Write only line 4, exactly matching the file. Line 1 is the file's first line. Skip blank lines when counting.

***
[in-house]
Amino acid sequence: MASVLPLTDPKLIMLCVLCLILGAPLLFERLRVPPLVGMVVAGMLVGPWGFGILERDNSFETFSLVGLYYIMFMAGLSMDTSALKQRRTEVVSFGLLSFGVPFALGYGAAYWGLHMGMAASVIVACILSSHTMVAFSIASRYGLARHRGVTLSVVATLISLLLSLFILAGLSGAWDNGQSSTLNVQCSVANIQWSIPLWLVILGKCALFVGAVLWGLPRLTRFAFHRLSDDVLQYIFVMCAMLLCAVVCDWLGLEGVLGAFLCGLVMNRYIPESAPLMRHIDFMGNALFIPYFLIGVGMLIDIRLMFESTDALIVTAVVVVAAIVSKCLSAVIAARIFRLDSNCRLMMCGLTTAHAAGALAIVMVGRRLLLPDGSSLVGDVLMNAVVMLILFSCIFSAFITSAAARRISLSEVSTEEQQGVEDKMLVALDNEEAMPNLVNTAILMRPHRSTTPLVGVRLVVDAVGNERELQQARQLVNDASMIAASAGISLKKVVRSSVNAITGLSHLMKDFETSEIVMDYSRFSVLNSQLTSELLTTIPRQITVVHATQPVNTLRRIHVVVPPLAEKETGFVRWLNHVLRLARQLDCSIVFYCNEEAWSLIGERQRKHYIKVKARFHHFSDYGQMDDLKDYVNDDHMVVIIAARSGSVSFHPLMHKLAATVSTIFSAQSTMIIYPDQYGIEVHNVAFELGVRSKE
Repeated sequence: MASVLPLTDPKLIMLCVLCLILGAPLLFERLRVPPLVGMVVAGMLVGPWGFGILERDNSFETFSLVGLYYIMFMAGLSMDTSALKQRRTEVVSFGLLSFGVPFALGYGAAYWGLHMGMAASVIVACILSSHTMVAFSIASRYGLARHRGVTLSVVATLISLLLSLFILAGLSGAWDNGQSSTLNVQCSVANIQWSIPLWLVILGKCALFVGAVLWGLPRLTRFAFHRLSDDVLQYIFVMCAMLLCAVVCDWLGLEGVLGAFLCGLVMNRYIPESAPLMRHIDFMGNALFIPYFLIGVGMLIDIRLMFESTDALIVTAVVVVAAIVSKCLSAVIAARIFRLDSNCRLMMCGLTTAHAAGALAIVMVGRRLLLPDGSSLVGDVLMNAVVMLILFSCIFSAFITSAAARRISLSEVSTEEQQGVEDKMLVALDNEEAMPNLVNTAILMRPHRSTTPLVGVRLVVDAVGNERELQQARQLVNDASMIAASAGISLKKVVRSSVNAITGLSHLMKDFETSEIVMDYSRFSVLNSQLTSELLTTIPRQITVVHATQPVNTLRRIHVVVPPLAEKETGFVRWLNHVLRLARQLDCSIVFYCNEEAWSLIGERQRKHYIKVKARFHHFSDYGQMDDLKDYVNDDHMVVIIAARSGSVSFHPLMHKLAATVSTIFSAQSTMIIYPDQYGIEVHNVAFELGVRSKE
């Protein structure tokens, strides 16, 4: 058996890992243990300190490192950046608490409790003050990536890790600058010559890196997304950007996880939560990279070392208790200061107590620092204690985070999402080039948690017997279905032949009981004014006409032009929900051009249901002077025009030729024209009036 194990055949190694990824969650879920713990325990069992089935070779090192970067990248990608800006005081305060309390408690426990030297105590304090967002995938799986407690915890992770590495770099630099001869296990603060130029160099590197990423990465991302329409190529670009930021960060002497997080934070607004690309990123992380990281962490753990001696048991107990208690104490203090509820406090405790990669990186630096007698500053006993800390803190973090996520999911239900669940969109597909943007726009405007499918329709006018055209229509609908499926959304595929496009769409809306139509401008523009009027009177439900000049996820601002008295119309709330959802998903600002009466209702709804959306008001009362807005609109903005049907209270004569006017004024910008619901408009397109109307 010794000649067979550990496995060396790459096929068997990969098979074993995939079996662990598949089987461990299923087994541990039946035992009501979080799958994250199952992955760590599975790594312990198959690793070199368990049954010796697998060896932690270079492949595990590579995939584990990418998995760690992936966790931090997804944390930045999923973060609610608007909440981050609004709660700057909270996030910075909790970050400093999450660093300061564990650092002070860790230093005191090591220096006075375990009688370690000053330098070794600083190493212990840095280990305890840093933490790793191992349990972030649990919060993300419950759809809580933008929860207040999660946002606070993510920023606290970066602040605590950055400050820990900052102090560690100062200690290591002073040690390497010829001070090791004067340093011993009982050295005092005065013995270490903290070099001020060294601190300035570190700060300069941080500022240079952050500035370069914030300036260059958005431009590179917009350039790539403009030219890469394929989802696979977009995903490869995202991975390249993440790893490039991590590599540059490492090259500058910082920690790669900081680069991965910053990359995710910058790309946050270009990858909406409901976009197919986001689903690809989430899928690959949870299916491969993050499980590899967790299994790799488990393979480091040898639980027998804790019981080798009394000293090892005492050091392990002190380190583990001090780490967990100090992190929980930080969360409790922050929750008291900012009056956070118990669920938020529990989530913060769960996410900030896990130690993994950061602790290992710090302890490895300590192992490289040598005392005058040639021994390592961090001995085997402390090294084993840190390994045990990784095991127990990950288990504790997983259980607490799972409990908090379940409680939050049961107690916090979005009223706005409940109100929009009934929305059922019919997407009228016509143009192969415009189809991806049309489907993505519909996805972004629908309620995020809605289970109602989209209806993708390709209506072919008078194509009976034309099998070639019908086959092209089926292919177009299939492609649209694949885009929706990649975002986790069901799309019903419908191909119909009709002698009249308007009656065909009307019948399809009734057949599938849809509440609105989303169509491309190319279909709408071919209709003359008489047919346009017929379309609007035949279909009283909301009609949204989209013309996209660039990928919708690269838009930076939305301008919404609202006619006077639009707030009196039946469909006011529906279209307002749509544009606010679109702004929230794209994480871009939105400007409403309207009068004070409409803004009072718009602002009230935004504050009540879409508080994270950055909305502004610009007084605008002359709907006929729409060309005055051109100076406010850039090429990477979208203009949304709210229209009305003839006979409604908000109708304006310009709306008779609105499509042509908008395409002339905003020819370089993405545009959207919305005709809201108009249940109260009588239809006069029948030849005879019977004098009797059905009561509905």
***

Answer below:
């Protein structure tokens, strides 16, 4: 058996890992243990300190490192950046608490409790003050990536890790600058010559890196997304950007996880939560990279070392208790200061107590620092204690985070999402080039948690017997279905032949009981004014006409032009929900051009249901002077025009030729024209009036 194990055949190694990824969650879920713990325990069992089935070779090192970067990248990608800006005081305060309390408690426990030297105590304090967002995938799986407690915890992770590495770099630099001869296990603060130029160099590197990423990465991302329409190529670009930021960060002497997080934070607004690309990123992380990281962490753990001696048991107990208690104490203090509820406090405790990669990186630096007698500053006993800390803190973090996520999911239900669940969109597909943007726009405007499918329709006018055209229509609908499926959304595929496009769409809306139509401008523009009027009177439900000049996820601002008295119309709330959802998903600002009466209702709804959306008001009362807005609109903005049907209270004569006017004024910008619901408009397109109307 010794000649067979550990496995060396790459096929068997990969098979074993995939079996662990598949089987461990299923087994541990039946035992009501979080799958994250199952992955760590599975790594312990198959690793070199368990049954010796697998060896932690270079492949595990590579995939584990990418998995760690992936966790931090997804944390930045999923973060609610608007909440981050609004709660700057909270996030910075909790970050400093999450660093300061564990650092002070860790230093005191090591220096006075375990009688370690000053330098070794600083190493212990840095280990305890840093933490790793191992349990972030649990919060993300419950759809809580933008929860207040999660946002606070993510920023606290970066602040605590950055400050820990900052102090560690100062200690290591002073040690390497010829001070090791004067340093011993009982050295005092005065013995270490903290070099001020060294601190300035570190700060300069941080500022240079952050500035370069914030300036260059958005431009590179917009350039790539403009030219890469394929989802696979977009995903490869995202991975390249993440790893490039991590590599540059490492090259500058910082920690790669900081680069991965910053990359995710910058790309946050270009990858909406409901976009197919986001689903690809989430899928690959949870299916491969993050499980590899967790299994790799488990393979480091040898639980027998804790019981080798009394000293090892005492050091392990002190380190583990001090780490967990100090992190929980930080969360409790922050929750008291900012009056956070118990669920938020529990989530913060769960996410900030896990130690993994950061602790290992710090302890490895300590192992490289040598005392005058040639021994390592961090001995085997402390090294084993840190390994045990990784095991127990990950288990504790997983259980607490799972409990908090379940409680939050049961107690916090979005009223706005409940109100929009009934929305059922019919997407009228016509143009192969415009189809991806049309489907993505519909996805972004629908309620995020809605289970109602989209209806993708390709209506072919008078194509009976034309099998070639019908086959092209089926292919177009299939492609649209694949885009929706990649975002986790069901799309019903419908191909119909009709002698009249308007009656065909009307019948399809009734057949599938849809509440609105989303169509491309190319279909709408071919209709003359008489047919346009017929379309609007035949279909009283909301009609949204989209013309996209660039990928919708690269838009930076939305301008919404609202006619006077639009707030009196039946469909006011529906279209307002749509544009606010679109702004929230794209994480871009939105400007409403309207009068004070409409803004009072718009602002009230935004504050009540879409508080994270950055909305502004610009007084605008002359709907006929729409060309005055051109100076406010850039090429990477979208203009949304709210229209009305003839006979409604908000109708304006310009709306008779609105499509042509908008395409002339905003020819370089993405545009959207919305005709809201108009249940109260009588239809006069029948030849005879019977004098009797059905009561509905």